response to a political-personal crisis. Obama negotiated the controversy surrounding his personal relationship with Reverend Wright by acknowledging racial dispari- ties in the United States without placing blame for those disparities. Through this approach, Obama successfully maintained a post-racial rhetorical stance that appealed to extremely diverse audiences. We further argue, however, that the speech failed to accurately represent a racially differentiated United States of America. By sanitizing the country's histories of chattel slavery and racism, Obama's speech reified many harmful racial tropes. Our essay exposes the potentially damaging strategies Obama employed to resolve his political- personal crisis and considers the rhetorical implications of a post-racial discourse.
The essay proceeds in four sections. In the first section, we explain the rhetorical situation and consider historical and rhetorical antecedents of political-person- al crises for African American candidates. The second section is an analysis of the speech for Obama's suc- cessful post-racial strategies in addressing the Wright controversy. The third section examines the potentially harmful tropes Obama employed as he addressed the larger issue of American race relations. The essay's discussion of implications concludes with a contribution to the study of post-racial rhetoric.
The Rhetorical Situation and Political-Personal Crisis
Barack Obama entered the political limelight in 2004 with his Keynote Address to the Democratic Na- tional Convention. Since then, the man and his messages have become popular subjects of academic study and critique (Asante, 2007; Burnside & Whitehurst, 2007; Clayton. 2007; Dorsey & Dfaz-Barriga, 2007; Dumm, 2008; Frank & McPhail, 2005; Fraser. 2009; Harris. 2009; Harris-Lacewell & Junn. 2007; Hill, 2009; James, 2(K)9; Marable, 1990,2009; Mazama, 2007; Mcllwain, 2007; Rowland & Jones, 2007; Walters, 2007). Some rhetorical scholars credit Obama's ecumenical discoui^e for its ability to "recast the American dream from a conservative to a liberal story" (Rowland & Jones. 2007. p. 425) while others fault him for *'Ígnor[ingj the historical and social realities of American racism" (Frank & McPhail, 2005, p. 583). Obama's "A More Perfect Union" speech offers rhetorical critics the op- portunity to study his response to a pressing and pivotal rhetorical situation.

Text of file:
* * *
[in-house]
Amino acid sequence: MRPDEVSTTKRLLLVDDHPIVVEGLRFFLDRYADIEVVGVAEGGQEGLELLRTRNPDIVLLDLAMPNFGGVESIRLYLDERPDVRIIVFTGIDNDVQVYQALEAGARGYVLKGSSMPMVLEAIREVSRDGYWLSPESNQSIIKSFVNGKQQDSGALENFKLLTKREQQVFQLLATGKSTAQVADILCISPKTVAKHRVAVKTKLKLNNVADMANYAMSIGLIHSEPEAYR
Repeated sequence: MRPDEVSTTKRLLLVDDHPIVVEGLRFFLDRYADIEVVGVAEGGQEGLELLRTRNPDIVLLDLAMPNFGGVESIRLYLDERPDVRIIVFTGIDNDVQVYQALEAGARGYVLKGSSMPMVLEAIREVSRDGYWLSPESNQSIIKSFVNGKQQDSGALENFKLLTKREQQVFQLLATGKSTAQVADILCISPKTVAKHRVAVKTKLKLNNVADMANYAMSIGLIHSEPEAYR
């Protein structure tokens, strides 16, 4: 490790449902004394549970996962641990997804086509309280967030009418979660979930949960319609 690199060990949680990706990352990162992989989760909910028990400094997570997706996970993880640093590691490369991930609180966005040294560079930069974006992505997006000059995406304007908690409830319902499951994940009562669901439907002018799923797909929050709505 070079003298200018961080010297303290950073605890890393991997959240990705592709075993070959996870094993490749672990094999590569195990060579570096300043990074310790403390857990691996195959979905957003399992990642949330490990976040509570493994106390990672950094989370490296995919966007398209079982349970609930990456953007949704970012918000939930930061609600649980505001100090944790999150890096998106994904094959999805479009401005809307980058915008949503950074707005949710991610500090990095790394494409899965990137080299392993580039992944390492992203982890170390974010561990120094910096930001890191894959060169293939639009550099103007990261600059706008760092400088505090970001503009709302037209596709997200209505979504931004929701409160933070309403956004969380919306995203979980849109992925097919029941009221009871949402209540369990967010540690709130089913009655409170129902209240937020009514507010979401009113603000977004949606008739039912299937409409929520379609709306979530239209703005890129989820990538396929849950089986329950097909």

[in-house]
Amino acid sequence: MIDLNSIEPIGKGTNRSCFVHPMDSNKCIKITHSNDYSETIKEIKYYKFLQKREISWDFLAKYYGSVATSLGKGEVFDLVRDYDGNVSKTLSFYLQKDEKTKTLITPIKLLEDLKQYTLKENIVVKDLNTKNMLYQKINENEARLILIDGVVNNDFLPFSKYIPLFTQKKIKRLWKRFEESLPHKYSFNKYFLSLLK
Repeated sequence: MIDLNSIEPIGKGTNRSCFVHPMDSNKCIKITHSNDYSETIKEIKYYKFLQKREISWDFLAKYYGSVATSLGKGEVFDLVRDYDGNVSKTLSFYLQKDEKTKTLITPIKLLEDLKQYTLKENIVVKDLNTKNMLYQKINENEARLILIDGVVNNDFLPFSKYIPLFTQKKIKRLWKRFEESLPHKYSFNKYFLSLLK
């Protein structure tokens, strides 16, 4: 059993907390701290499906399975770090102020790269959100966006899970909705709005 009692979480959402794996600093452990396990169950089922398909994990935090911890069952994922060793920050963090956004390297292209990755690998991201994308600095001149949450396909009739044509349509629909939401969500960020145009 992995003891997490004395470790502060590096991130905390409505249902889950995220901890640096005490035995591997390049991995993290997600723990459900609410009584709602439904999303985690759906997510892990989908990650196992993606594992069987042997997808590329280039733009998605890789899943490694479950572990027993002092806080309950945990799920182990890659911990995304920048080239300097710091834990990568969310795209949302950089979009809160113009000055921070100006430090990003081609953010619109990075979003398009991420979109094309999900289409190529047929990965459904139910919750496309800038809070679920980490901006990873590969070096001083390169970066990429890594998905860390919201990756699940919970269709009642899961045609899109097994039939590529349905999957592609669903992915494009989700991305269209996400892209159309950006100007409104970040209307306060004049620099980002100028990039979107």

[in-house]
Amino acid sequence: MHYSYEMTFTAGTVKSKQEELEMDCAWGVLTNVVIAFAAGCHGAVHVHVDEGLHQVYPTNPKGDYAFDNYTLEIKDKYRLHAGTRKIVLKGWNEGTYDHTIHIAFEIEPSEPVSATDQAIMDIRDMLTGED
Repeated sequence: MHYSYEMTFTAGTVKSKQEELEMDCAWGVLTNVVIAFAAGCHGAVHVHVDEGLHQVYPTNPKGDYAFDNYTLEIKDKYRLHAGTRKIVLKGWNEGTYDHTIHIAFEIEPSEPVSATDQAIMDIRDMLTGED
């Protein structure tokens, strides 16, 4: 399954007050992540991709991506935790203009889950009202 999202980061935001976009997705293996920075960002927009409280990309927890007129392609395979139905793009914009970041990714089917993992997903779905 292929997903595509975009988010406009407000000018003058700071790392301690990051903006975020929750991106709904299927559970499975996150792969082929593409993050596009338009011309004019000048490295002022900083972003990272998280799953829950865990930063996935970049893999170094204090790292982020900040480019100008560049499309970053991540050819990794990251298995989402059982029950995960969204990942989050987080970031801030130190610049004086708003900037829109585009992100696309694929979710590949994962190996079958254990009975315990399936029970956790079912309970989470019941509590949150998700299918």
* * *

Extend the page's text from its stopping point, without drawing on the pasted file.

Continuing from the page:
The rhetorical situation involving Reverend Wright was as a political-personal crisis for Obama. According
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to Bitzer (1968), a rhetorical situation is "a complex of persons, events, objects, and relations presenting an actual or potential exigence which can be completely or partially removed [by] discourse" (p. 6). In March 2008, Obama's "exigence"—or the "imperfection marked by urgency"—was a political-personal crisis ignited by the circulation of Wright's incendiary remarks about the U.S. government (Bitzer, 1968. p. 6). Candidates and incumbents encounter political-personal crisis situations when a personal event, association, or state- ment becomes a concem for the public; that is, when the populous becomes skeptical of a politician's ability to govern, lead, or faithfully execute their positions because of a personal happening. Candidates respond- ing to a political-personal crisis may choose to ignore the situation, deny the situation, briefly address and then attempt to move away from the crisis, or appear open and willing to answer all questions and concerns (Tuman, 2008),
The historical and rhetorical antecedents that are most informative for our analysis are those involving raced candidates whose political-personal crisis was related to their visible identification as nonwhite—an exigence that can be neither ignored nor denied (Hill, 2009, p. 61 ). Successful raced candidates have dissolved voter concerns about their race and have been elected into office by employing rhetorical patterns of direct addresses in the form of the Jackson model, a neo- accomodationist approach, or a post-racial approach.
Speaking about race in frank yet non-confronta- tional terms is often referred to as the "Jackson model" and most closely aligns with the political-personal crisis strategy of appearing open and willing to answer diffi- cult questions and concems (Walters, 2005, p. 16). Jesse Jackson ran for the Democratic nomination for president in 1984 and 1988, and although he did not win. he did succeed in gaining widespread support, especially with middle class blacks who considered Jackson "'a sym- bolic advocate of their own interests" (Marable, 1990, p. 23). Jackson's (1988) now famous appeal to "the real rainbow coalition" (p. 1) allowed him to address tough moral issues like racial equality because he believed that they were the keys to political success and equality for all (p. 9). Walters (2005) argues that Jackson's two campaigns were "the most important mobilizations of the Black community in presidential politics to date," modeling a serviceable rhetorical strategy for raced candidates who followed (p. 16).
Another observable rhetorical strategy of raced candidates is the neo-accommodationist approach (Marable, 1990, p. 25). Accommodation is a strategy
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